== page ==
Tiny Yorkie Dog Was A Hero Who Saved Soldiers in WWII

Photo Credit: Flickr

Her name was Smoky, and she was a wee little Yorkshire terrier who, after her heroic performance in WWII, became the world’s first therapy dog.

Photo Credit: Flickr

Found in an empty jungle foxhole in New Guinea, she was first thought to be the pet of one of the Japanese soldiers. The soldiers took her to a nearby POW camp and discovered she couldn’t understand either English or Japanese. So, her origins remained a mystery.

Still, she ended up in the American soldiers’ camp, where Corporal William (Bill) A. Wynne of Cleveland, Ohio, bought her off of another soldier, distracted by his poker game, for about $7.

That lucky seven bucks ended up saving Corporal Wynne’s life.

Wynne credited Smoky with leading him through heavy shelling coming from a transport ship. She warned him of the attack, and while eight other men around them were hit, Wynne made it to safety.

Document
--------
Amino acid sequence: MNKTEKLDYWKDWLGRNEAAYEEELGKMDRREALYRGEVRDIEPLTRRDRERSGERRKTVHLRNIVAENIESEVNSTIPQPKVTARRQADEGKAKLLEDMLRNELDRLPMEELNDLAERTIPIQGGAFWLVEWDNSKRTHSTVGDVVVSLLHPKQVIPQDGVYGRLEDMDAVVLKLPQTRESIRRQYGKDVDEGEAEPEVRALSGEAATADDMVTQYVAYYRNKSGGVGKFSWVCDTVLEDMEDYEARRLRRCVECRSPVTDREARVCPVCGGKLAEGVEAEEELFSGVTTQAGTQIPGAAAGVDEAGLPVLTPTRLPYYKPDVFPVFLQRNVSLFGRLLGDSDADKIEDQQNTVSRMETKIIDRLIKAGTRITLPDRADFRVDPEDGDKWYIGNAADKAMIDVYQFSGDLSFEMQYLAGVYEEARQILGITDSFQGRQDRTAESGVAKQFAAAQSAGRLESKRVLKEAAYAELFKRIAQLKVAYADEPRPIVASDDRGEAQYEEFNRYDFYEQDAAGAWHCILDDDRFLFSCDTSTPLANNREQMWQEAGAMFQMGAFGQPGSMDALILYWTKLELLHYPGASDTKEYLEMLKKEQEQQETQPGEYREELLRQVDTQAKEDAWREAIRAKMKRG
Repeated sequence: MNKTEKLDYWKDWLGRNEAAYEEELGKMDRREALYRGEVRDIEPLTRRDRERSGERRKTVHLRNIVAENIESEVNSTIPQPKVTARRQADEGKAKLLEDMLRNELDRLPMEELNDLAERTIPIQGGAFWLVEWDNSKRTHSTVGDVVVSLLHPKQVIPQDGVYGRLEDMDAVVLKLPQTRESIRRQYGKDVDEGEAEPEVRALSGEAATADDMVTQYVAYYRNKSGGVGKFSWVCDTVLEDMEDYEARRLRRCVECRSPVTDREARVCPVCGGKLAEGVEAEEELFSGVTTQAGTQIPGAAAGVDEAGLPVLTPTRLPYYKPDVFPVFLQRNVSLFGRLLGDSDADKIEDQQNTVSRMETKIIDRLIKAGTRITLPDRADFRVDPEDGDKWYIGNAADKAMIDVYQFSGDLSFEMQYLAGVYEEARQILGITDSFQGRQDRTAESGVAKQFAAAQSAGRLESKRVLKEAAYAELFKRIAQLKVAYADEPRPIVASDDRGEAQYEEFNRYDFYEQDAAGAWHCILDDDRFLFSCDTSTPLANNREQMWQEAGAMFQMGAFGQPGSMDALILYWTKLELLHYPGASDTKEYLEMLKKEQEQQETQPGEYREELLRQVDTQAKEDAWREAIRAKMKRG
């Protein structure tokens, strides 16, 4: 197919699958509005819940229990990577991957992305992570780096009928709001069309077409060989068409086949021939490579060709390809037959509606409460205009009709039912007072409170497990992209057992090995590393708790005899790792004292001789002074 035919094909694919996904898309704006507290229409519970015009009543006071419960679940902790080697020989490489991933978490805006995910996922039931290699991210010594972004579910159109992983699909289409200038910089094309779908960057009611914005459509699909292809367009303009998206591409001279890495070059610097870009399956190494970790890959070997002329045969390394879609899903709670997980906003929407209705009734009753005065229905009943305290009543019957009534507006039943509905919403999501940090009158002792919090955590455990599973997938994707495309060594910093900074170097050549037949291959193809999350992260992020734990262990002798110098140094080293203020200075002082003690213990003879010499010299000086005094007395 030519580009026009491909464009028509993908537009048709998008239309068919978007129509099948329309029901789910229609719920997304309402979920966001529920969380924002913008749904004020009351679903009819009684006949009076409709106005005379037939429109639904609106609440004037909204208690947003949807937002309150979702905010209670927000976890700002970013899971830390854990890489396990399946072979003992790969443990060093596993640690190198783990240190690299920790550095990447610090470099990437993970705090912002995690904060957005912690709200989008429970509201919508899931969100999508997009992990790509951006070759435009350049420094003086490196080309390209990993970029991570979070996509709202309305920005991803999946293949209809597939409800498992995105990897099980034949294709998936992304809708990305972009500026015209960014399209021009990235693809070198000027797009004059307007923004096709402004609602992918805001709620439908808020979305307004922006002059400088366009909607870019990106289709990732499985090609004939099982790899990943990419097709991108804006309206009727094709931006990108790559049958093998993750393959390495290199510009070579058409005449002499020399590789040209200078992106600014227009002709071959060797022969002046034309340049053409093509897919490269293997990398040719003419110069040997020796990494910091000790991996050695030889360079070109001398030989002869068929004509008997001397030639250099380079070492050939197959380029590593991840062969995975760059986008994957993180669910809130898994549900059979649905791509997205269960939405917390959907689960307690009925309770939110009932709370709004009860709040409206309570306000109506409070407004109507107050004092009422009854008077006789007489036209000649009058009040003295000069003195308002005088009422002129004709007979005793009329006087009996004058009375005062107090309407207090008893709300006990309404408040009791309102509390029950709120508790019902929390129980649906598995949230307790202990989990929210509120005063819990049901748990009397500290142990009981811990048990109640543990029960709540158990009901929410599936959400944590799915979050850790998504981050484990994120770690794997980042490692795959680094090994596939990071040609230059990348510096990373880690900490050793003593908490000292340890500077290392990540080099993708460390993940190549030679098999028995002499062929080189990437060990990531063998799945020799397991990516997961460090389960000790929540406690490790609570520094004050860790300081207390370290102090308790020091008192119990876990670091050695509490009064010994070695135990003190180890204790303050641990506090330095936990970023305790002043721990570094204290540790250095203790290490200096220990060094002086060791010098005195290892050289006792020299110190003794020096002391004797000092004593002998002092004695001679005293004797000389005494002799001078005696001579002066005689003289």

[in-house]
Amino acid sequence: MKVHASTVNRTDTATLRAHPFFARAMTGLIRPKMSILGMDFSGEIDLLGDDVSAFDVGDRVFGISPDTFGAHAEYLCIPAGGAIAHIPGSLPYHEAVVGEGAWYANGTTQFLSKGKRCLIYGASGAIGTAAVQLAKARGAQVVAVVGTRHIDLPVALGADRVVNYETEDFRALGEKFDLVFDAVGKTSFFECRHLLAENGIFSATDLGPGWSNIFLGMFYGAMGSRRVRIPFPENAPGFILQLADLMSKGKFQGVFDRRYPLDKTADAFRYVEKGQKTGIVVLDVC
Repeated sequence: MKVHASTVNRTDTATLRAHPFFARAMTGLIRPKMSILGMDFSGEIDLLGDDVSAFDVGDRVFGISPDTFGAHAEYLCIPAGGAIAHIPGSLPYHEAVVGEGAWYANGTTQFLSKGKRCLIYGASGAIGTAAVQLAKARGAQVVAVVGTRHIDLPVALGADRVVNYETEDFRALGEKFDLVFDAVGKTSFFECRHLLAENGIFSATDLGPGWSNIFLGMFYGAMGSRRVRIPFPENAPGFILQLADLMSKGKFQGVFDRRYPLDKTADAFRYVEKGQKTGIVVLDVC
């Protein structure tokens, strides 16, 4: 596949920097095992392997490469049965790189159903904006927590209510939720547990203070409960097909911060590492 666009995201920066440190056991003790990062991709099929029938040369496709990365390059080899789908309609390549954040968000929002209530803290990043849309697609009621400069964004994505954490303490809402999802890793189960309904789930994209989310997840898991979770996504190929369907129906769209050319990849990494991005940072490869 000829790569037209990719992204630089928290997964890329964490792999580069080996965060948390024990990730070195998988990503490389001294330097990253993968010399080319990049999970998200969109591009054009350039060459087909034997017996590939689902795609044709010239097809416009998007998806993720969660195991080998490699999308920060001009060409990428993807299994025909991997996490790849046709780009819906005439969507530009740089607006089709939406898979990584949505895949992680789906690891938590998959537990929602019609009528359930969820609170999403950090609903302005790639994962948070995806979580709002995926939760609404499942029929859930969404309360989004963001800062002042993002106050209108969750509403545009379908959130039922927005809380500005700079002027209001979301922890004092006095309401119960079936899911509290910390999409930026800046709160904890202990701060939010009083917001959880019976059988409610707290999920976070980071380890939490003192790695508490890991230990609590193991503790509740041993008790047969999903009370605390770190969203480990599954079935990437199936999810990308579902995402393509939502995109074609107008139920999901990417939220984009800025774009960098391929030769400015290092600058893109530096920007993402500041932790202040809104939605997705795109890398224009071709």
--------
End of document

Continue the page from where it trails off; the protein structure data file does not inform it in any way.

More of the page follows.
For the next two years, Smoky never left Wynne’s side, sleeping with him in his tent in the harsh conditions of the jungle and eating from his rations. Since she was there in an unofficial capacity, she didn’t get her own special food like the other war dogs received. Eventually, the 5th Air Force made her a member, and she saw 12 combat missions and was even awarded eight battle stars for bravery.

Photo Credit: Aphillcsa

Her most notable mission was crawling through narrow pipes filled with soil to run telegraph wire for an airbase crewman were building. She saved the soldiers from a three-day, danger-filled task of digging up a heavily used runway, as she took only minutes to squeeze through pipes with the wire, wiggling through a space of about 4 inches in some places.

She also loved to entertain soldiers recovering from their wounds in hospitals with her tricks. She would go on rounds with the nurses, visiting the wounded and lifting their spirits, and she actually continued to do this well after WWII ended (therapy dog!).

After the war, Smoky appeared on TV where she performed tricks like riding a scooter. She was a natural entertainer who delighted audiences with her intelligence and is credited for making the then obscure Yorkshire terrier one of the most popular and adored breeds today.